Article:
Buy a business

Buy a business

Lease Assignment: I want to buy business but the assignment is not approved by the landlord. The seller suggest the the other solution that is selling voting trust and I will be a trustee. What is advantage and disadvantage for me?


It sounds like you've cut the deal to buy the business and the only hold up is that the landlord won't approve the assignment of the lease to you as part of the deal. There are a number of possibilities to consider. Although you may have already addressed them, let's list them for other visitors to see as well:

  • New Location: Buy the business assets and move to a new location so that the landlord's refusal doesn't affect you. This might leave the seller holding the lease obligation which may also be unacceptable to the seller. However, if the seller is an entity (e.g. a corporation) and there are no personal guarantees, or the remaining lease term is short, that issue might be dealt with. If a key value of the business is the goodwill associated with the location, this approach might no be feasible regardless of the legalities.
  • Sub-Let: Legally, a sublet is different than an assignment of the lease in that there is a reversion to the sublessor (the person selling you the business). If the seller becomes a sublessor to you, the seller remains liable on the lease. This might entice the landlord to approve the deal (the landlord could have both you and the seller guaranteeing the payment of the rent).
  • Pay: Hey, maybe the landlord is just negotiating. Offer a payment to approve the transfer of the lease, a higher rent or some other enticement.
  • Guarantees: Instead of a sublease, maybe the seller would be willing to guarantee a portion of the rent after you take over, or perhaps you have a family member that can do that. You might also be able to give the landlord collateral to secure future lease payments.
  • Read the Lease Carefully: Leases are far from standard forms. Go over the lease with a sharp real estate attorney and find if there is a way you can cut the deal. It might be possible to sell the stock instead of the assets and if the lease doesn't have a due on transfer or a change in control clause then you'll be able to complete the deal. This seems to be what the seller is suggesting to you (but see below). For the stock in the business to be held by a trust (which it probably isn't now) will likely require a transfer from the seller to the trust. That might trigger a cancellation or other mechanism in the lease. Maybe not.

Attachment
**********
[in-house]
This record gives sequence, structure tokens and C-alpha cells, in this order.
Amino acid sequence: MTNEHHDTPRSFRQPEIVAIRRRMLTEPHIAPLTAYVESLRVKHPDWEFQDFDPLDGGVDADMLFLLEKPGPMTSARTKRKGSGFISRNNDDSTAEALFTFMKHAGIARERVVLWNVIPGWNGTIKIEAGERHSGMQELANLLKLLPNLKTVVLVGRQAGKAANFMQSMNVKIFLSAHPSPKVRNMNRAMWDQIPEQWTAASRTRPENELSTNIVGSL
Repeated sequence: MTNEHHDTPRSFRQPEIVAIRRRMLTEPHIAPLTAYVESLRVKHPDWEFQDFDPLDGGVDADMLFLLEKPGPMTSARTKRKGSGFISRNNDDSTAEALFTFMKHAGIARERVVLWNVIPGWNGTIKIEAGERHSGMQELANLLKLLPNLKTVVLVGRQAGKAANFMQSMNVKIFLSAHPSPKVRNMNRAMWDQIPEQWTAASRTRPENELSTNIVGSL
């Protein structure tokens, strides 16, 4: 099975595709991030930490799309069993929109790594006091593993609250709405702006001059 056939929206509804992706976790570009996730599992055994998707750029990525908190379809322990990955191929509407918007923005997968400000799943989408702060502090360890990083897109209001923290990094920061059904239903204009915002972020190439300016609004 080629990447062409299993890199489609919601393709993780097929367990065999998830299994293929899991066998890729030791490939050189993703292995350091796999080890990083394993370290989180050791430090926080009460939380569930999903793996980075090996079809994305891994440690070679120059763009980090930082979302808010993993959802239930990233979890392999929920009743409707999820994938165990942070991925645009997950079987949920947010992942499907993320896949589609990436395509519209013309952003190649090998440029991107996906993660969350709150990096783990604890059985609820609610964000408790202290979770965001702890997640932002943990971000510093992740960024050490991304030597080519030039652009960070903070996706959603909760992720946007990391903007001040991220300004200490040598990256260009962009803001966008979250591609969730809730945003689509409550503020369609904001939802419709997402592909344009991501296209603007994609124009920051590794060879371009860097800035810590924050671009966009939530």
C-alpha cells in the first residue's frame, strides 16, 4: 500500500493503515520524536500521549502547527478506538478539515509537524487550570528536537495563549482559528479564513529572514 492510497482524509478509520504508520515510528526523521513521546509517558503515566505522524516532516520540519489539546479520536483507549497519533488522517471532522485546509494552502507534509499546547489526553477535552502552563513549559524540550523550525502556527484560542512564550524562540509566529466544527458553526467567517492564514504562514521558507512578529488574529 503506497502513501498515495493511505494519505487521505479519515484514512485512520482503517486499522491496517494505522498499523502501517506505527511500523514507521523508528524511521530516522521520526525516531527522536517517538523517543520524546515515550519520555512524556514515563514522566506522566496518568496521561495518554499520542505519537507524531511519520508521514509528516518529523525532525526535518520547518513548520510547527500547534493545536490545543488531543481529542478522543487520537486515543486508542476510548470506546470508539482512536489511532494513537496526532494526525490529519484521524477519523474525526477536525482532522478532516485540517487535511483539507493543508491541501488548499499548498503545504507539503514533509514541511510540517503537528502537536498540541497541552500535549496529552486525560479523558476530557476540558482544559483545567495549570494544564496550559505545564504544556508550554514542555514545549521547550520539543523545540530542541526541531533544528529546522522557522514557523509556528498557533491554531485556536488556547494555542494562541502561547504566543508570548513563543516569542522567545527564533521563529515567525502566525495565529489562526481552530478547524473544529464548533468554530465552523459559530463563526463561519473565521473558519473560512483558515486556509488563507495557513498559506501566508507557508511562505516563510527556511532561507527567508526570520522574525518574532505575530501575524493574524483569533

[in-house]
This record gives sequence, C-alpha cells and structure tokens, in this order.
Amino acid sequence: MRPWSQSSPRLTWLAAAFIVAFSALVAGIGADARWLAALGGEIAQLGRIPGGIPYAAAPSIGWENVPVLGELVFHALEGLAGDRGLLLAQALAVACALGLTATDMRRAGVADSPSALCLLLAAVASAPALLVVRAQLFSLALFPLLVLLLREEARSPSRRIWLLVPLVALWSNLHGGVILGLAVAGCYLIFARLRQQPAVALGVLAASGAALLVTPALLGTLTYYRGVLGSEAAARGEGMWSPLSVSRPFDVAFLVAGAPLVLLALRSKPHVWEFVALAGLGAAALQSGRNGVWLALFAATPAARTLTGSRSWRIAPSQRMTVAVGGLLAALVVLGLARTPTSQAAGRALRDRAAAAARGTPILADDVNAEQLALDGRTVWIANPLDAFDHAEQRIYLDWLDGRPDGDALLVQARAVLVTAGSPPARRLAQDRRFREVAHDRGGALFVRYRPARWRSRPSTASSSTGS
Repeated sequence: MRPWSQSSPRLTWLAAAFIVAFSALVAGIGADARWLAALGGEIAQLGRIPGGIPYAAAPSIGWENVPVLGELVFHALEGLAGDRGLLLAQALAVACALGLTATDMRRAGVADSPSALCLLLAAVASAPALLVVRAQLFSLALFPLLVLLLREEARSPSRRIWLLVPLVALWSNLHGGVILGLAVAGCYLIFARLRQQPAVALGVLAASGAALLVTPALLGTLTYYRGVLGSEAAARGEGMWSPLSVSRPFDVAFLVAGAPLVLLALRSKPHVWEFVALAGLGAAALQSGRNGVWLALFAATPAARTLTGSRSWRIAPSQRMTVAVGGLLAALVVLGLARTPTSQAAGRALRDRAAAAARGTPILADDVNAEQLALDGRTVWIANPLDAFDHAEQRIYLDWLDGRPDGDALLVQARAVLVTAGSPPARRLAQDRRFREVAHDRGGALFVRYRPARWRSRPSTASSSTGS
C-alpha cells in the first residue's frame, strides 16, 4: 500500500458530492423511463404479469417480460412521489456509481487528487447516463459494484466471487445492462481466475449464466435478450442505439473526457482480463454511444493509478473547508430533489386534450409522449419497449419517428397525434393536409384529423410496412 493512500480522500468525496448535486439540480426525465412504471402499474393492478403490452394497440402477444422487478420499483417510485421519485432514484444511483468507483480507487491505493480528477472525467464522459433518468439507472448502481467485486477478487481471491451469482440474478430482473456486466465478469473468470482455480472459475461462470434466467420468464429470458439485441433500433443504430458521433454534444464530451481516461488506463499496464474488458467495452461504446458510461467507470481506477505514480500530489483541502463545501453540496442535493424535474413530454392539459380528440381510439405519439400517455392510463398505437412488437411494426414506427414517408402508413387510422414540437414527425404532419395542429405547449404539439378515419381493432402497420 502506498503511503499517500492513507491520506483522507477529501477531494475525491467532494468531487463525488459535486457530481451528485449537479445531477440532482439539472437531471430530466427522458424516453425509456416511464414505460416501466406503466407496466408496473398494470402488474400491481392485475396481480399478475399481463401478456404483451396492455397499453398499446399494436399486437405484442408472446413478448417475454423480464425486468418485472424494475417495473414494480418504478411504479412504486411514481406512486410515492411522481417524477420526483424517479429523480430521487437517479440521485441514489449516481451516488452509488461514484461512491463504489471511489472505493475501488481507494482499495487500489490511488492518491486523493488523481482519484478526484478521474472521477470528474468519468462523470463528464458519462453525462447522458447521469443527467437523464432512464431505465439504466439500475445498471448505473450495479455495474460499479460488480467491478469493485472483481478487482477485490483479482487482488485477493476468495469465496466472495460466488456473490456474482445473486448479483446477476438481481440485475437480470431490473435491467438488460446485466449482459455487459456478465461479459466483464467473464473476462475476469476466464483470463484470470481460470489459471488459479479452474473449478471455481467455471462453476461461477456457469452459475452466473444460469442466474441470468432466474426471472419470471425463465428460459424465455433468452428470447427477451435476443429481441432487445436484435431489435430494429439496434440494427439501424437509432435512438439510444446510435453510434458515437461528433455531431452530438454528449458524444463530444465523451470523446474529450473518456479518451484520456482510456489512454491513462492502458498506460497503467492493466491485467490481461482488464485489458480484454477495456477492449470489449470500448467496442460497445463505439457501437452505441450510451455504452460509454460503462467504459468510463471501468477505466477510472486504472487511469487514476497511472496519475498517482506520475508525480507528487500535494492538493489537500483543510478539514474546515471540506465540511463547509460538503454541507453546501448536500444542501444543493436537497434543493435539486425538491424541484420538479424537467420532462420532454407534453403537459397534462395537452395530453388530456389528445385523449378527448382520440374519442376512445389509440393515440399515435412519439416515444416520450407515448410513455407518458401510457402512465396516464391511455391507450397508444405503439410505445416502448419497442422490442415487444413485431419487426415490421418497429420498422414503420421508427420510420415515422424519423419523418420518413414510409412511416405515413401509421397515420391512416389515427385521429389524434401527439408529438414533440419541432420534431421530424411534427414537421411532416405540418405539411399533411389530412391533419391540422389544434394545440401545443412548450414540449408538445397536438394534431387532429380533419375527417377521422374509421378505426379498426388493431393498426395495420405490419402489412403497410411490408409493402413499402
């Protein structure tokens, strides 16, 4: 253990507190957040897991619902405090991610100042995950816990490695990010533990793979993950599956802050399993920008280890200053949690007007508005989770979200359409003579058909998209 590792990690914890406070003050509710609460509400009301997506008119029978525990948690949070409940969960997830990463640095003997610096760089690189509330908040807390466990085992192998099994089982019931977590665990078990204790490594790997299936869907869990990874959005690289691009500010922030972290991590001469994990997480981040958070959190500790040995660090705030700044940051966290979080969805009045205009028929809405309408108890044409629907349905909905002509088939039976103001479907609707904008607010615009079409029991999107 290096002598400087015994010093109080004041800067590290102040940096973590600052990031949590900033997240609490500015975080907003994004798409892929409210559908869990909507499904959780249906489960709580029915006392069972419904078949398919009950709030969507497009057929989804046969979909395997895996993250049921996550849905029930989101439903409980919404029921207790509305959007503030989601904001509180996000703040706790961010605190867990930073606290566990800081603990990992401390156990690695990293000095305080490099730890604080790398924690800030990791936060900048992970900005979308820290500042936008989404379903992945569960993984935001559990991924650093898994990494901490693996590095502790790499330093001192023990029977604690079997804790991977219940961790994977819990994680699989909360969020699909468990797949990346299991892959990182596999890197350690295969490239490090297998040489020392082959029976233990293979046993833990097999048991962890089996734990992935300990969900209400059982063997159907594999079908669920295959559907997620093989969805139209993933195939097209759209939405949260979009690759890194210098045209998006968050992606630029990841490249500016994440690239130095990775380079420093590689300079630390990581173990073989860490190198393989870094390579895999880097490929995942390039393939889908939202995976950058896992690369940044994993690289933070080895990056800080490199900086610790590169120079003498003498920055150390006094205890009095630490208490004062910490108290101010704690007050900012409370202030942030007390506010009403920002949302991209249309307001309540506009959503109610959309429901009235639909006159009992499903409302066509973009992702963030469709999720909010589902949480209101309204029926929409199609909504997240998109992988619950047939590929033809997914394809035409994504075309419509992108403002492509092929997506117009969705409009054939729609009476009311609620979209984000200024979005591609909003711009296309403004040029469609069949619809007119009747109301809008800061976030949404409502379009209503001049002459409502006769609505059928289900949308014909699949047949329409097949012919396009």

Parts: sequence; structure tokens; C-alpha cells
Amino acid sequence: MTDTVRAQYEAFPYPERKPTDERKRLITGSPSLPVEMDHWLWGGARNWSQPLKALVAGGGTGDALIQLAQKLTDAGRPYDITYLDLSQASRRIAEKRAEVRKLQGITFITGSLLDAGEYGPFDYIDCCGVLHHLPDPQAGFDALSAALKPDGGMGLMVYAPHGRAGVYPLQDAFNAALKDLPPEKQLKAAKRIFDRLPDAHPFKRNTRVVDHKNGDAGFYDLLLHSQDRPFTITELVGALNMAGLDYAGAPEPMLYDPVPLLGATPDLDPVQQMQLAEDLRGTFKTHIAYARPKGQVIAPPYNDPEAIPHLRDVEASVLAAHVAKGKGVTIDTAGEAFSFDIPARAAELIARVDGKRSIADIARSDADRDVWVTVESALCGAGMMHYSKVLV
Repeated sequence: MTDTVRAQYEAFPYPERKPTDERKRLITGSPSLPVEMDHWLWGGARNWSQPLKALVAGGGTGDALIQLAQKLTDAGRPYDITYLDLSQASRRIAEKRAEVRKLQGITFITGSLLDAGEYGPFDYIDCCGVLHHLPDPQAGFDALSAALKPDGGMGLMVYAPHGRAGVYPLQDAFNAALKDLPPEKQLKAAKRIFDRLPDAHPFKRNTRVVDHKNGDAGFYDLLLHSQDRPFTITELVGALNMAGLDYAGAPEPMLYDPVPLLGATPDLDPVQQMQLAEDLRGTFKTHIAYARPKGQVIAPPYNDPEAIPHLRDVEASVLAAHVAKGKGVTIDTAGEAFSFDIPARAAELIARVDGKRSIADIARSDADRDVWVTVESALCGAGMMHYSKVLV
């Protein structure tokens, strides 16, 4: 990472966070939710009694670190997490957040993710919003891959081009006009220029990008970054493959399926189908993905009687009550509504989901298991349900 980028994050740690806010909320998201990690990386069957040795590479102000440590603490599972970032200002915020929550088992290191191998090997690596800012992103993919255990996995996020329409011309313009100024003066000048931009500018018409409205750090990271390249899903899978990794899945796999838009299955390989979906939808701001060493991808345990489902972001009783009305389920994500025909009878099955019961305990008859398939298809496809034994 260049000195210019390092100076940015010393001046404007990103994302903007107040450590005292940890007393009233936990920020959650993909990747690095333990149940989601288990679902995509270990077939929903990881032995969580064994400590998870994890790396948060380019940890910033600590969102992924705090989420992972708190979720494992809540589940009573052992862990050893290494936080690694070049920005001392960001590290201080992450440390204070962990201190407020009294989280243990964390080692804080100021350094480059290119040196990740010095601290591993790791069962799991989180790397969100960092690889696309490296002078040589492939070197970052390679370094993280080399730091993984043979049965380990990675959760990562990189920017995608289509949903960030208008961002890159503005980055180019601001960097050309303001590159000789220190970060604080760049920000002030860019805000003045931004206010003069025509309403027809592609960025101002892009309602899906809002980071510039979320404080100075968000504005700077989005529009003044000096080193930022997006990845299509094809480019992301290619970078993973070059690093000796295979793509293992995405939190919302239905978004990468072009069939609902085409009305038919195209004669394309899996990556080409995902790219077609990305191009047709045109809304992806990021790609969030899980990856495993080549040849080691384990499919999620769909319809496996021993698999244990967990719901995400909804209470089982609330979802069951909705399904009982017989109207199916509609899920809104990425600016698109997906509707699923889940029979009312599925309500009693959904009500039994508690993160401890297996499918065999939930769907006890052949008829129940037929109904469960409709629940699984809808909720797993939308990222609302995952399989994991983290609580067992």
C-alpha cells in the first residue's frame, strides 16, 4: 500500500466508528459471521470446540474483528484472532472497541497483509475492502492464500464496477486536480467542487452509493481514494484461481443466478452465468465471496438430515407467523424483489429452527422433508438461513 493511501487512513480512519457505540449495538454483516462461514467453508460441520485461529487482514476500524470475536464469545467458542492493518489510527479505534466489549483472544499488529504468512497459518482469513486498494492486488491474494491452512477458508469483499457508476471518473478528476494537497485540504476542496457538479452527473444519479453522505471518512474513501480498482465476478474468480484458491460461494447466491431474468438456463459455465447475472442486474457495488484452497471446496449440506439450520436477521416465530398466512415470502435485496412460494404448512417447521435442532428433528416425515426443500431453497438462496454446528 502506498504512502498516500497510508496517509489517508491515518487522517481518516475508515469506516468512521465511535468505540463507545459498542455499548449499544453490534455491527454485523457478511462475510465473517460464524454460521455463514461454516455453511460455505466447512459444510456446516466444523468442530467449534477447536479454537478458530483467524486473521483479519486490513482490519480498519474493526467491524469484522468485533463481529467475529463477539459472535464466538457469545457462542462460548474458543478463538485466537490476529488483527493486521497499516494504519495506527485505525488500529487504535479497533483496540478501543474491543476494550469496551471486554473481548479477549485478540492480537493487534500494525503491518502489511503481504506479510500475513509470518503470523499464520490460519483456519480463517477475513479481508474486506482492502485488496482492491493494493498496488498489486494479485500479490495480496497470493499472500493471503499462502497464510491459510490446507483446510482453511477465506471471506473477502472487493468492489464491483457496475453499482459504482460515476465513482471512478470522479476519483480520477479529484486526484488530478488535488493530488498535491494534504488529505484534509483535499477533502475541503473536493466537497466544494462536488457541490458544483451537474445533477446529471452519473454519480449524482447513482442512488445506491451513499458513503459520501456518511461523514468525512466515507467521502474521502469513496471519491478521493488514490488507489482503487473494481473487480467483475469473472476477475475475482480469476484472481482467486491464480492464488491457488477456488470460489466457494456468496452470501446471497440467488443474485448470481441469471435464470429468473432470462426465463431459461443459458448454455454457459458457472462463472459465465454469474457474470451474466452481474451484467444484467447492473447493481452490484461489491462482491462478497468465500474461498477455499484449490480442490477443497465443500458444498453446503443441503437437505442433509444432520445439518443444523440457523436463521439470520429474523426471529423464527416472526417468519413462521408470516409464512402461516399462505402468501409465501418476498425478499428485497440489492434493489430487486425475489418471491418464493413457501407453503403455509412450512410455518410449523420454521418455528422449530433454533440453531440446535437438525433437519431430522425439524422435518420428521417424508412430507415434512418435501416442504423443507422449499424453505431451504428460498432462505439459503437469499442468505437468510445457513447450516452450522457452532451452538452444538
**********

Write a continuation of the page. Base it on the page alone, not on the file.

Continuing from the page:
• Seller is Playing: Consider the possibility that the seller is playing games for other reasons. Have you or your attorney (don't engage in this type of transaction without a lawyer) spoken directly to landlord's attorney? You should. Maybe there really is no issue, or the issue is something that can be negotiated or otherwise resolved.

Now for the structure of the deal. You didn't say how the business is organized. Let's assume it is a corporation. Are you really buying stock? Why? Are you really comfortable with the risks of the liabilities of the predecessor/seller that you'll be assuming if you buy the entity instead of assets? See above concerning stock sales and the lease. If you really are comfortable buying stock what difference is there between buying stock or having a voting trust buy the stock (there has to be a sale to get the seller the money) and you being a trustee? While anything is possible it would seem that a direct stock sale would not be less of an issue then having a voting trust involved.

A voting trust is a trust (a contractual arrangement) which typically (but it all depends on how its structured and what the terms are) owns only nominal control of the stock and designates a person to vote. In some voting trust arrangements someone other than than trust owns actual legal or beneficial interests in the stock.

It is not clear how the voting trust arrangement will solve the lease problem. It is not clear that all options to address the assignment of the lease have been dealt with. It is not clear what rights you will have under the voting trust and how you will be protected. There are issues with the structure of the deal as an apparent equity (stock, LLC membership interests, etc.) sale. You really need to consult with an attorney in your state that has business and real estate expertise. Also, don't cut out your accountant. Be sure he or she has reviewed all the numbers and the tax implications of any proposed transaction before you sign.

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